JOURNAL ARTICLE
RESEARCH SUPPORT, NON-U.S. GOV'T
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MRI findings and stroke risk in TIA patients with different symptom durations.

Neurology 2013 May 22
OBJECTIVE: To determine the frequency of acute infarction detected by diffusion-weighted imaging (DWI)-MRI and stroke risk in TIA patients with different symptom duration in a population-based study.

METHODS: During a 54-month period (starting November 2007), 3,724 admitted patients (mean age, 67 ± 14 years; 45% women) with transient neurologic symptoms lasting <24 hours from 15 hospitals were included. All patients underwent DWI-MRI during hospitalization.

RESULTS: Of 3,724 patients, 1,166 showed an acute infarction (32.2%; 95% confidence interval [CI], 30.8%-33.8%) and 88 (2.4%; 95% CI, 1.9%-2.9%) had a stroke during hospitalization (7 days). Stroke risk was higher in patients with tissue-positive DWI than in those with tissue-negative DWI (4.5% vs. 1.5%, respectively; p < 0.001). Logistic regression analysis revealed that stroke risk was correlated with positive DWI (odds ratio [OR], 3.1; 95% CI, 2.0-4.8; p < 0.001), atrial fibrillation (OR, 2.1; 95% CI, 1.3-3.5; p = 0.001), and symptom duration <1 hour (OR, 1.5; 95% CI, 1.0-2.4; p = 0.042). Patients with symptoms lasting <1 hour had a lower rate of acute infarction than those with symptoms lasting ≥1 hour (24% vs. 36%, respectively; p < 0.001), whereas stroke risk did not differ between the groups (2.8% vs. 2.1%, respectively; p = 0.22). Stroke risk was higher after tissue-positive events than tissue-negative ones in patients with symptom duration <1 hour (5.2% vs 2.0%, respectively; p = 0.002) and in those with symptom duration ≥1 hour (4.1% vs. 1.1%, respectively; p < 0.001).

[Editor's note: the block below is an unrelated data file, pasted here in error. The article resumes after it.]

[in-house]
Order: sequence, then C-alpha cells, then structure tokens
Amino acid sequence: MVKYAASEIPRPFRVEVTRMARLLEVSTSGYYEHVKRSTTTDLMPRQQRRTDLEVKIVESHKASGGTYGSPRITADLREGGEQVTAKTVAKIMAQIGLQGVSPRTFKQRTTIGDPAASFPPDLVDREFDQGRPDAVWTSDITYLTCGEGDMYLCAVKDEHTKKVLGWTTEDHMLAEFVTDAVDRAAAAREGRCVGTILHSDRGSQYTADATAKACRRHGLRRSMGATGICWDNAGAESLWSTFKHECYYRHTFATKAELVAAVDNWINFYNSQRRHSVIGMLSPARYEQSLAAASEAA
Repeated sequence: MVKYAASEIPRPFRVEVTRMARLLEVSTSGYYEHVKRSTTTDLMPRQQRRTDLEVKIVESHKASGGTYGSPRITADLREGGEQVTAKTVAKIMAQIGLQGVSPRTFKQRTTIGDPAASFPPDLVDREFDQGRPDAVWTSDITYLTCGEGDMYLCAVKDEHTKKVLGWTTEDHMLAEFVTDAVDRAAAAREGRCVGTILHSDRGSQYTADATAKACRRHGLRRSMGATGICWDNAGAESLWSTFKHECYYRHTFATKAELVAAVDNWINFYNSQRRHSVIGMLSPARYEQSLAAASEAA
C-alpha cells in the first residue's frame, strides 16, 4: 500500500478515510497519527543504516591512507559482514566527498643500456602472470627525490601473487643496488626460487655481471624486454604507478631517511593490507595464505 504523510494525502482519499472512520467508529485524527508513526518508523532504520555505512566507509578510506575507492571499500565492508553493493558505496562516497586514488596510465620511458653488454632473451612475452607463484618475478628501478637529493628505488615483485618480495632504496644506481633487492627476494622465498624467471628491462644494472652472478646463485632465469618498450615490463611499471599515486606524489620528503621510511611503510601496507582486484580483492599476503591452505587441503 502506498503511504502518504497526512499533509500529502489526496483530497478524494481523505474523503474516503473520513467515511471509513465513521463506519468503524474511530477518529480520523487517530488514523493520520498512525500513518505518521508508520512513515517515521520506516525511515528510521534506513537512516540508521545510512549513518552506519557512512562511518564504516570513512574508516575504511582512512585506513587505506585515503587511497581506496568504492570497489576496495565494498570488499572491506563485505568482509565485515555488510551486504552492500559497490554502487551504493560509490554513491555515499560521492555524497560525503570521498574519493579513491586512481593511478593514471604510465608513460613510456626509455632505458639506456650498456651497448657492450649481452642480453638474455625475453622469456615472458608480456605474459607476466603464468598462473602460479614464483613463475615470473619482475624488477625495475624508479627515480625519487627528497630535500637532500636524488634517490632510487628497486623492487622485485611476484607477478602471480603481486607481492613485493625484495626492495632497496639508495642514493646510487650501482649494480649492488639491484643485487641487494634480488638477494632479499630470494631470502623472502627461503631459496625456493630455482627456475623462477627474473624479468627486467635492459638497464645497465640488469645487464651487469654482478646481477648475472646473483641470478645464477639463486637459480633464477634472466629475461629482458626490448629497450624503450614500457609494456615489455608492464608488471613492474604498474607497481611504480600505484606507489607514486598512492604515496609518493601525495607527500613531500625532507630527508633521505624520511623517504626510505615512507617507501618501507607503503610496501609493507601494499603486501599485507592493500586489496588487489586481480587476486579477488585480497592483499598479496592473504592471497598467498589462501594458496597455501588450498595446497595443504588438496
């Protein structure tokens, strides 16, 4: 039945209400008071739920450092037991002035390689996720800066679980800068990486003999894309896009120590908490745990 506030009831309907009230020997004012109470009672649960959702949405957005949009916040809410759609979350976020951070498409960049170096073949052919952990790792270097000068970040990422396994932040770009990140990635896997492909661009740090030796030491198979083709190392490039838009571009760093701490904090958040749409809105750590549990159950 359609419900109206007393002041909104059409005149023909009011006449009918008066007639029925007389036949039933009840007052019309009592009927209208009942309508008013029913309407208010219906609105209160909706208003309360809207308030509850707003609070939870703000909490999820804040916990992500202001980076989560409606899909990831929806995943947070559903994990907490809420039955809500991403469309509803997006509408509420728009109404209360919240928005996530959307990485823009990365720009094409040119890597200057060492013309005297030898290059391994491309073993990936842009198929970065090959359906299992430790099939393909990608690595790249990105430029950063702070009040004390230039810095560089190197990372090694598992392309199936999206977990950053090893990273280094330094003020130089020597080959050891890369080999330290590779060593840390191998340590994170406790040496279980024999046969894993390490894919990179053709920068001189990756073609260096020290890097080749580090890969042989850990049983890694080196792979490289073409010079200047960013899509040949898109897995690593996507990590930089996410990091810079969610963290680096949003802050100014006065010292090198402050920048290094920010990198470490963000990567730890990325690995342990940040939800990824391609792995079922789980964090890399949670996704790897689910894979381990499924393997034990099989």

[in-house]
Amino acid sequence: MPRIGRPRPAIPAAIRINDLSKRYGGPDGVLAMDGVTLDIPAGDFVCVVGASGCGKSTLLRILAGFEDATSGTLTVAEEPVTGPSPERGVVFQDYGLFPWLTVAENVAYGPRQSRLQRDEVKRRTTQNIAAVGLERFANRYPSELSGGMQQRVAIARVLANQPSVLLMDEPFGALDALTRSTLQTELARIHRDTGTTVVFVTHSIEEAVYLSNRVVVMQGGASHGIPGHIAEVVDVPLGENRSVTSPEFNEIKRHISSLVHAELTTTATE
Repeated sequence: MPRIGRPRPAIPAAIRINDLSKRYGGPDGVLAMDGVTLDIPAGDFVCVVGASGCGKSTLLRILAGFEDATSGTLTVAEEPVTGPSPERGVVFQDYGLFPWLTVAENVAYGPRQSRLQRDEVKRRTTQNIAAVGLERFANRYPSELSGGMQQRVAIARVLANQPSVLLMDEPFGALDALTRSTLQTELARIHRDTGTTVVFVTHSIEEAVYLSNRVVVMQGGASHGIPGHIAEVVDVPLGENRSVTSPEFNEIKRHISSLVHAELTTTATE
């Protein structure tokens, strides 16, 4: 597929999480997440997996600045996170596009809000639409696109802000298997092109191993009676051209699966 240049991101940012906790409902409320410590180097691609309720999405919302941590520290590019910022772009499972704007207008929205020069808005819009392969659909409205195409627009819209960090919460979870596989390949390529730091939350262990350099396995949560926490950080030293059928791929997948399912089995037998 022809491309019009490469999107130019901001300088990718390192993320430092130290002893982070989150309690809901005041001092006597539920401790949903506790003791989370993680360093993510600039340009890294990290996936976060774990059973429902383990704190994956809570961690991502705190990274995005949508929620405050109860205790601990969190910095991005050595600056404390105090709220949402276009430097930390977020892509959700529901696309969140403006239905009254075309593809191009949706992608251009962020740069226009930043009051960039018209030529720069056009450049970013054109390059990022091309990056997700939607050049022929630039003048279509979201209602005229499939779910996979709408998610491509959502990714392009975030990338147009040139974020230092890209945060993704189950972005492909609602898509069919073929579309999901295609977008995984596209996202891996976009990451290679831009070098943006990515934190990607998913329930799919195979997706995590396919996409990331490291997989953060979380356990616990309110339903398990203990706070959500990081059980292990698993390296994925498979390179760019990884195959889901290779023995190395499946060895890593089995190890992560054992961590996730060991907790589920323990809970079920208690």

CONCLUSION: Stroke risk was higher after tissue-positive events than tissue-negative ones in TIA patients with different symptom duration.

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